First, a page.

That is the main problem with our present system of paper after
 paper after paper.  We get the trees, not the forest.  (Eventually
 the forest gets turned into paper, however. :-)

>> Since the article was specifically limited to detailed discussion
>> of the *mixing*, it does seem a little odd that it would be
>> criticized for not being a proven cipher.
>You're right; my criticisms were directed towards your block cipher
>suggestions and not your mixer per se.  My criticisms of the mixer
>were based on "if you want to use it in that structure, you need
>a stronger mixer."  I sort of got the issue turned on its head.

 If you would simply say that, you would give no offense.

 However, I don't think you have the evidence to support that

>So many things here offer no opportunity for learning, because the
>success or failure of a proposed cipher is never evaluated.  I don't
>think "hey, this is rubbish, and here's why" is a bad thing.  I
>did think most of my observations were obvious enough that you could
>have spotted them yourself before announcing the ideas to the world.

 Maybe not.  I'm a different person.  I come at things a different
 way than you do.  I can miss things that you see.  That is OK.
 I would not be surprised to find things that you have missed.
 (Of course, that would make you an inferior, so you would lose face
 and then I would have no choice but to demean you in public. :-)

 On the other hand, since your observations were only tangential
 to the point of the article, I do think your response was, shall
 we say, a tad overblown.

>Pardon me if I misunderstood, but I thought that is a mixing operation
>did not enhance the strength of a cipher, it should be omitted.  (Like
>DES's initial and final permitations.)

 The critical phrase is "enhance the strength."  Strength must be
 seen in the context of the whole mechanism.

 If we already knew--really *knew*--that the approach was silly,
 I would have no problem going on to something else.  I do expect
 a little more than "everybody with any intelligence knows that
 can't work, you moron."

 As Howard Armstrong supposedly said: "It ain't ignorance that causes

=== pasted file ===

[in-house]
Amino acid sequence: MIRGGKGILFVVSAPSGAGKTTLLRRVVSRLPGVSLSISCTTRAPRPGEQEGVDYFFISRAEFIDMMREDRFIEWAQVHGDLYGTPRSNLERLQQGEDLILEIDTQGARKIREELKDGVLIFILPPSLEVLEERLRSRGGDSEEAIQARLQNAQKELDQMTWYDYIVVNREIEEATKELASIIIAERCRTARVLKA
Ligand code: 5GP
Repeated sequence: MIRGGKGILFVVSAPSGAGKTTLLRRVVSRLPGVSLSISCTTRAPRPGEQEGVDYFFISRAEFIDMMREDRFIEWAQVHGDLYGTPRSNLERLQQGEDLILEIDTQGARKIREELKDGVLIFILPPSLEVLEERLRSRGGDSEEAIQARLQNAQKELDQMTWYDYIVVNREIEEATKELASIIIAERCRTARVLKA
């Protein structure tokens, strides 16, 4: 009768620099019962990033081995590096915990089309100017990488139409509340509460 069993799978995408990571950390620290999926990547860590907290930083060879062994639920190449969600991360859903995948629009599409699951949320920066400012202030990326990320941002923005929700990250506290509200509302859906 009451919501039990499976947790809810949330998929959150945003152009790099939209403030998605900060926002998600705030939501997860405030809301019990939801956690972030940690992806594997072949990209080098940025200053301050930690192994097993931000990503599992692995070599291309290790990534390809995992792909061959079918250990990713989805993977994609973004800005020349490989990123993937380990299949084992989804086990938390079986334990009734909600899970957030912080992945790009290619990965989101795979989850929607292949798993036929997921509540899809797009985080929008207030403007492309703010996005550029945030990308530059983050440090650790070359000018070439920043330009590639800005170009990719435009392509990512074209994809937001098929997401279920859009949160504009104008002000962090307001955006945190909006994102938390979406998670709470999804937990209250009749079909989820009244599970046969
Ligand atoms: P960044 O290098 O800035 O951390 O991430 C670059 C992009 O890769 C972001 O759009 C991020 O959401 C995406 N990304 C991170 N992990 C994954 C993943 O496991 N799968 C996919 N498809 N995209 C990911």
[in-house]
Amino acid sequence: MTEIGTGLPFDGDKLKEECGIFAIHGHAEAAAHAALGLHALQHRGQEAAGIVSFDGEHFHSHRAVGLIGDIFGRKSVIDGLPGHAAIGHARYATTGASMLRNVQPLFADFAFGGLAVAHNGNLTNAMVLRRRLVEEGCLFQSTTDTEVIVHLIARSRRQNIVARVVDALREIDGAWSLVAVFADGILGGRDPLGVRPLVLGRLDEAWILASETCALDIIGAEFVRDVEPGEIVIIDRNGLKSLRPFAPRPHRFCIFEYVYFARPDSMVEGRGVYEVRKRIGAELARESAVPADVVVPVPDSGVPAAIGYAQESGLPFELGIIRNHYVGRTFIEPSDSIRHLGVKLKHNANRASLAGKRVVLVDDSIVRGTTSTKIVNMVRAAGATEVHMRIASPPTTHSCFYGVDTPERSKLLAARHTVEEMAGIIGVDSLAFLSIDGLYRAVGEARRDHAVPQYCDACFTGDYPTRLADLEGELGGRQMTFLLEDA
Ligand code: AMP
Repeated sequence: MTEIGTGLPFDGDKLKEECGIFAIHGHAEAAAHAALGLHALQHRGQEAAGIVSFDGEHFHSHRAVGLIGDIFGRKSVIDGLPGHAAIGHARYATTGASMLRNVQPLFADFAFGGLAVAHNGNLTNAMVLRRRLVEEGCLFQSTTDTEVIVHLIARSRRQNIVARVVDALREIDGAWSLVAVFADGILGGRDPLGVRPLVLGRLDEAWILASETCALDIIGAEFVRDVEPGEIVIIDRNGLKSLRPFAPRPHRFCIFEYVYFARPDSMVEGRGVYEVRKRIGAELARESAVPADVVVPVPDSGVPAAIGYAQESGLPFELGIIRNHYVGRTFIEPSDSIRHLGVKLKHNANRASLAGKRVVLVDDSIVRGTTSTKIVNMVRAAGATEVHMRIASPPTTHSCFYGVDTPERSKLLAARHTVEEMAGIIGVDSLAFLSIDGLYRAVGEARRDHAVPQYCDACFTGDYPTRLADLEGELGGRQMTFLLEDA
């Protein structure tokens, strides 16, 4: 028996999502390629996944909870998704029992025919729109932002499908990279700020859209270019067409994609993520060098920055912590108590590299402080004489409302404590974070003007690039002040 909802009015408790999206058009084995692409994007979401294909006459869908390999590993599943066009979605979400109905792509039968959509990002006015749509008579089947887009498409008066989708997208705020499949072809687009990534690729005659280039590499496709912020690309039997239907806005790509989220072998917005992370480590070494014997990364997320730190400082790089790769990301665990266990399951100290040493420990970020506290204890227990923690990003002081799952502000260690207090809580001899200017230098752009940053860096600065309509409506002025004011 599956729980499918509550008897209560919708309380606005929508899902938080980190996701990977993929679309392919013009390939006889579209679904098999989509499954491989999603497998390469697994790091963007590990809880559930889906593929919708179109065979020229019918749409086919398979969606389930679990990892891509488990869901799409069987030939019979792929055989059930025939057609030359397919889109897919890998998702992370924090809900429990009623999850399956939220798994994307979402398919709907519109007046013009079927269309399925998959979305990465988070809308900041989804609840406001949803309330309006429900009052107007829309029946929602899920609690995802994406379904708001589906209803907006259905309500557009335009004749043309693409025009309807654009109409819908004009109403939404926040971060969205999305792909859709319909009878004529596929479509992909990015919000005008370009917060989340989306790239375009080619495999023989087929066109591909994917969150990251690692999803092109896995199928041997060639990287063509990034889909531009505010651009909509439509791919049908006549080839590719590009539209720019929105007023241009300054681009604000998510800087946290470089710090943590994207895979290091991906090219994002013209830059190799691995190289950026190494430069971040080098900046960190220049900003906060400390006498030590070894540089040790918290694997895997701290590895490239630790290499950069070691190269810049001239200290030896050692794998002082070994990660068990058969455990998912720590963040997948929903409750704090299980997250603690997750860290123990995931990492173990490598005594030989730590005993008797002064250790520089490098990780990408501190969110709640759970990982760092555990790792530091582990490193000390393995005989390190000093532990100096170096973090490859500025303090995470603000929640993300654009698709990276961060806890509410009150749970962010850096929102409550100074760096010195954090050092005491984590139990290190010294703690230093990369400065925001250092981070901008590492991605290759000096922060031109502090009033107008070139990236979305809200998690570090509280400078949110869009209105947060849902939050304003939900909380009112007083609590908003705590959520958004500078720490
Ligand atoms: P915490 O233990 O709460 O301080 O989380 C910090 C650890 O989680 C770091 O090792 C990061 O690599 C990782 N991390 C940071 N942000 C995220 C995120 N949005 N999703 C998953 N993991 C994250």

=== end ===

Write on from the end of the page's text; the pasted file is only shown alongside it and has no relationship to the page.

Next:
all the trouble in this world, it's the things that people know that
 ain't so."  I don't think we *know* that simple mixers necessarily
 *imply* a weak cipher, especially since we can afford to use them so
 much more freely.

>Separating nonlinearity, maybe.  Separating (non-linear) substitution
>and (linear) permutation is very common.  Your mixing is a variant
>on the permutation theme.  But that need only be for analysis purposes.
>In a software implementation, they can be combined for efficiency.
>I was pointing out that given a certain implementation choice, there
>are a large number of equally efficient permutation functions.

 If you were, indeed, just pointing out that the functions I found
 were part of a large known set of others, or that there were ones
 which would meet the stated goals of the article better, I would
 have had no problem with that.

 I do have a problem with you forming your own goals and then
 carrying your name and reputation into a criticism of the article
 because those goals were not met.

>Maybe his opinion has changed now, but last year Eli Biham was nervous
>about IDEA because it only had 8 rounds; he would prefer 12 or 16.

 *I'm* nervous about IDEA (PES, IPES, ...) because the internal
 mixings are *so* close to linear functions, and the *entire*
 strength of the system depends upon them.  No S-boxes at all.
 It seems to me that we could effectively write the bit-level
 equations for each operation, and then proceed to solve the
 equations, given enough data.  By not working at the value level,
 we do not need to be mislead by claims of linearity at that level.
 And, even if the full system is not solvable, it may be that the
 number of undefined states can be greatly reduced.

 I have previously reported working on the PKZIP cipher, and solving
 the complete linear system in this way (although not the nonlinear
 output).  (If those reading think this is easy, I would agree:  Let
 me know how long it takes you.)

 But I am not actively working on attacking IPES.

>I have yet to see a convincing
>argument, except for efficiency, for using larger block sizes.

 Sure you have.  You don't use 8-bit substitution (alone) as
 a cipher.  You have thus accepted the argument that a small
 block size is too weak.  Why?  (After all, you could use it
 with CBC.)

 Nope, even with CBC an 8-bit substitution is too small, so you
 accept a 64-bit substitution, a larger block size.

 But the data going into such a system often has a very small
 information content.  If PKZIP can reduce text by 60%, we are
 looking at 26 bits of information being ciphered, at most, on
 average.  It is not clear how one could use this understanding,
 but that need not be clear in order to take steps to prevent
 an attack which uses it.

 I would like to see the normal block cipher be 256 bits wide
 at least.

>I haven't seen a cipher that didn't sacrifice either efficiency or
>security when going to a larger block size.)

 Well, that's part of the issue, isn't it?

 I interpret the paucity of example systems as meaning that the
 issue has yet to be decided, and not that there is no possible

 Terry Ritter